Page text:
Vet makes rounds checking on welfare of animals

Published 10:22 am Friday, July 17, 2009

ROME TOWNSHIP — As the highlight of this year’s Lawrence County Fair nears with the auction on Saturday, that morning will be the last time for Dr. Mike Dyer to make rounds on the 400 animals that have been quartered at the fairgrounds.

It’s all part of being the official vet for the fair, a job Dyer says he has found rewarding.

Dyer, who has a small-animal practice at the Proctorville Animal Clinic, took over last year as the fair vet with the retirement of long-time vet and fair supporter, Dr. Mary Toothman, who held the post for approximately 30 years.

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Dyer started his fair duties on Sunday when the animals were brought in for weighing. There he did his initial visual inspection of all the animals.

“If I see any signs of illness, lethargy, staggering, respiratory,” Dyer said. “(If so) we would pursue that and isolate it from the others. Any sickness or contagious disease, public health concern as well as animal health. We don’t want anything on the fairground that is a communicable disease.”

Should an animal become seriously ill with a life-threatening condition, it is also the vet’s responsibility to put the animal down humanely.

Dyer makes rounds three times a day, starting at 6 a.m. and is on call throughout the week for emergencies.

“Anytime an owner has a medical problem, they find me,” he said.

Dyer, who grew up in essence a “city kid” in Huntington, W.Va., admits he became an enthusiastic advocate of farm life as he was studying for his master’s degree in animal science from The Ohio State University.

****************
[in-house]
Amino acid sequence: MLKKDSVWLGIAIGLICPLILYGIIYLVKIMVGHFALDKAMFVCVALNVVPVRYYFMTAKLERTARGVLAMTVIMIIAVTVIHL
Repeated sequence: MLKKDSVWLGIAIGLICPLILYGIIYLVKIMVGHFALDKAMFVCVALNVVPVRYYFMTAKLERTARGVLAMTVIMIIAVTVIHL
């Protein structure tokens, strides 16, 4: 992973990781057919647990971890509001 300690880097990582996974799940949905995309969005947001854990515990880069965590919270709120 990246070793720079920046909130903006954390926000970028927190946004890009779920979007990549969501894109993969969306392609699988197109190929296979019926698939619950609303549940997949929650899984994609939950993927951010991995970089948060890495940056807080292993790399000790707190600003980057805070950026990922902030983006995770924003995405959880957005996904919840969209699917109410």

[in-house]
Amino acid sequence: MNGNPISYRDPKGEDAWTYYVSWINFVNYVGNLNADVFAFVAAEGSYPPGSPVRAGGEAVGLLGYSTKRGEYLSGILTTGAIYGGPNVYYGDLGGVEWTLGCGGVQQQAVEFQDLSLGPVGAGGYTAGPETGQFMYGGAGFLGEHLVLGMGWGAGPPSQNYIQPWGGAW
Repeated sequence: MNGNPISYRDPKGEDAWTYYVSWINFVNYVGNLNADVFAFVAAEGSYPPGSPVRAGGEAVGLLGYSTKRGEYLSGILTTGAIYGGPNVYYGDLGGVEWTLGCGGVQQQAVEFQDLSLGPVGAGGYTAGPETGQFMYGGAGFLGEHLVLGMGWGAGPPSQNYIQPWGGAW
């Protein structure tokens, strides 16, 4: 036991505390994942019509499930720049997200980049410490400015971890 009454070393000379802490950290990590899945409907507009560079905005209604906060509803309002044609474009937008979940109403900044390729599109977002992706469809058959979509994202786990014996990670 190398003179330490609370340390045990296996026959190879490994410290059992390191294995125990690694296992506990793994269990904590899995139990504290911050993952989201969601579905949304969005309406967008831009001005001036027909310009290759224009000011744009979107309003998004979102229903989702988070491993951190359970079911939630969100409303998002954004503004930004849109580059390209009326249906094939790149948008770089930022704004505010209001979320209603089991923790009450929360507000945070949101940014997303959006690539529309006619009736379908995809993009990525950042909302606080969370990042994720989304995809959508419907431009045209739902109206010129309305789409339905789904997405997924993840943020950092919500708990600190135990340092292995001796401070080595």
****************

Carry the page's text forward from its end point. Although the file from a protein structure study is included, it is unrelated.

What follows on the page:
That was the precursor to his studying veterinary medicine, also at OSU.

“I fell in love with agricultural and animal production interested me,” Dyer said.

He started his career at the Ashland (Ky.) Animal Clinic, before moving his practice to Proctorville. Although he originally worked with large animals, he currently specializes in small animals alone. However, he does take emergency calls on large animals.

But Dyer’s duties don’t end when the fair ends. He works throughout the year with the 4-H teens lecturing them on the quality assurance classes they must take, teaching them such things as the proper way to give injections to their animals.

This summer Dyer did double duty as fair vet and proud father as both his children showed animals: Naaman, 14, entered the feeder calf show and daughter, Ann-Michael, 11, showed two goats.

“The whole mission of 4-H is they learn where their food source is. … that the animal has to be well-cared for, no suffering or stress,” Dyer said. “When you are community-minded, to see the kids enjoy something that gives them fun and teaches them responsibility.”